Illumination on vellum from a Book of Hours, of Dominican Use. France,
FRENCH ARTIST (1350)
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Leaf from an early Book of Hours, of Dominican Use, with an ape seated on a stool in discourse with a white bird, beside a two-bodied lion-like drollery creature, from an illuminated manuscript in Latin on vellum
[France (Tournai?), c.
Single leaf, with single column, 17 lines in a squat and rounded early gothic hand (opening the Hours of the Holy Cross), capitals touched in red, rubrics in red, small initials in red or liquid gold with contrasting penwork, one 2-line initials in pale pink on burnished gold ground, one very large initial in coloured interlacing bands enclosing four swirls of ivy leaf foliage on gold and blue grounds, extending at its corners into decorative coloured foliate borders on spiky edged gold grounds and bezants, these enclosing entire text and supporting the figures named above as well as two small birds, similar border without figures and animals on three sides on verso, some small scuffs and spots, outer edges trimmed with significant losses only to lower border, 117 by 90 mm. (written space: 80 by 55 mm.)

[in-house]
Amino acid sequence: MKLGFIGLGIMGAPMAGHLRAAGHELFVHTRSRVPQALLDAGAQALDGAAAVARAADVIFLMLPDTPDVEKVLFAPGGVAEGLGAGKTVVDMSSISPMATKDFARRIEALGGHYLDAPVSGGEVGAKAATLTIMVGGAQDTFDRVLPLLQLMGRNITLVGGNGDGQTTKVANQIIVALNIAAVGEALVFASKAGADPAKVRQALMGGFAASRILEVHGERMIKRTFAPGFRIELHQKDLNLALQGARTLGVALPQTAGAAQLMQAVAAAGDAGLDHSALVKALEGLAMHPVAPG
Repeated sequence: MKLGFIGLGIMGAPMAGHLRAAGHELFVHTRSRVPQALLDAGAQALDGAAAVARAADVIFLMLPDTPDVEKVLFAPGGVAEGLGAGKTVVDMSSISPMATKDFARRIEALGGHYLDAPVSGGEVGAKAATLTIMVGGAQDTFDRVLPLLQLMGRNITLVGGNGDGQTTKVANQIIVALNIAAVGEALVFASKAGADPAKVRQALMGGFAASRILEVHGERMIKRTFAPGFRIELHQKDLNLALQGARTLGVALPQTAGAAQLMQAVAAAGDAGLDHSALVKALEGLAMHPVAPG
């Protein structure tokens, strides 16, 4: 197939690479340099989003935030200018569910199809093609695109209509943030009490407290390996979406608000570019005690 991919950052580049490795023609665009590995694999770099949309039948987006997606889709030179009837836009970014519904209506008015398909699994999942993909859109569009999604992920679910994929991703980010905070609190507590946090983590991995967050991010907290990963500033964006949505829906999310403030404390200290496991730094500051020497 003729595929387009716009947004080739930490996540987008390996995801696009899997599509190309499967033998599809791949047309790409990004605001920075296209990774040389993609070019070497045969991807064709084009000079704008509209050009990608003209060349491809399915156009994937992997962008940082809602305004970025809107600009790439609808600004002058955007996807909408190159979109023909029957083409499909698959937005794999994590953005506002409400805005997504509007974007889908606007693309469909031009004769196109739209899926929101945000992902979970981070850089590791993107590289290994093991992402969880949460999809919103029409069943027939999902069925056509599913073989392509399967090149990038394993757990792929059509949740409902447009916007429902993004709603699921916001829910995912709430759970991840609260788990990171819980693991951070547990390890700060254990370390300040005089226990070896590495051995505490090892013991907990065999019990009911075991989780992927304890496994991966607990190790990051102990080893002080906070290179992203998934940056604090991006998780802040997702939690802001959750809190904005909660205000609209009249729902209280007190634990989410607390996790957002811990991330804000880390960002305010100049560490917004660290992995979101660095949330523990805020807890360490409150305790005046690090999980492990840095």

The parent volume was commissioned for a wealthy Dominican preacher: a sister leaf has the rubric “Officium beate virginis maria secundum ordinem fratrum predicatorum”.
Here the ape seated on a low wooden stool, gesturing to his white bird companion, embodies one of the central concepts of medieval art - the subversion of authority figures in the art on the edge of the sacred space. Here the image of the ape appears to echo (or ‘ape’) scholars and written authorities, who are commonly portrayed in this pose.
Stock Code: 224622